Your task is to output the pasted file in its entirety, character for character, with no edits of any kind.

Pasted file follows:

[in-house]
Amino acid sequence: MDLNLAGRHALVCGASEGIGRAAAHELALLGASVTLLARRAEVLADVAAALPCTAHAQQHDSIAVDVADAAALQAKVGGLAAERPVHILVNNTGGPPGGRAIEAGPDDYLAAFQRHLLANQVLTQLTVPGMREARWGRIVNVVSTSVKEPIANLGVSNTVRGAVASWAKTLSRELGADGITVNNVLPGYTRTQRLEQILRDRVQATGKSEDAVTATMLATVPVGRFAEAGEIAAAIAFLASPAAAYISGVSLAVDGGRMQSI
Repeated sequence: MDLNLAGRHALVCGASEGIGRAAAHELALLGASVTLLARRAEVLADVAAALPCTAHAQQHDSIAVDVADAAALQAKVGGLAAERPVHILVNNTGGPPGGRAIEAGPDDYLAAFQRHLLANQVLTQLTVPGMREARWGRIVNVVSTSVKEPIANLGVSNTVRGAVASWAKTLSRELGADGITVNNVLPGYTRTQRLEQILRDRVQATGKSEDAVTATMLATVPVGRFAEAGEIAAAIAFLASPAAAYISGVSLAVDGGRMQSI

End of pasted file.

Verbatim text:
[in-house]
Amino acid sequence: MDLNLAGRHALVCGASEGIGRAAAHELALLGASVTLLARRAEVLADVAAALPCTAHAQQHDSIAVDVADAAALQAKVGGLAAERPVHILVNNTGGPPGGRAIEAGPDDYLAAFQRHLLANQVLTQLTVPGMREARWGRIVNVVSTSVKEPIANLGVSNTVRGAVASWAKTLSRELGADGITVNNVLPGYTRTQRLEQILRDRVQATGKSEDAVTATMLATVPVGRFAEAGEIAAAIAFLASPAAAYISGVSLAVDGGRMQSI
Repeated sequence: MDLNLAGRHALVCGASEGIGRAAAHELALLGASVTLLARRAEVLADVAAALPCTAHAQQHDSIAVDVADAAALQAKVGGLAAERPVHILVNNTGGPPGGRAIEAGPDDYLAAFQRHLLANQVLTQLTVPGMREARWGRIVNVVSTSVKEPIANLGVSNTVRGAVASWAKTLSRELGADGITVNNVLPGYTRTQRLEQILRDRVQATGKSEDAVTATMLATVPVGRFAEAGEIAAAIAFLASPAAAYISGVSLAVDGGRMQSI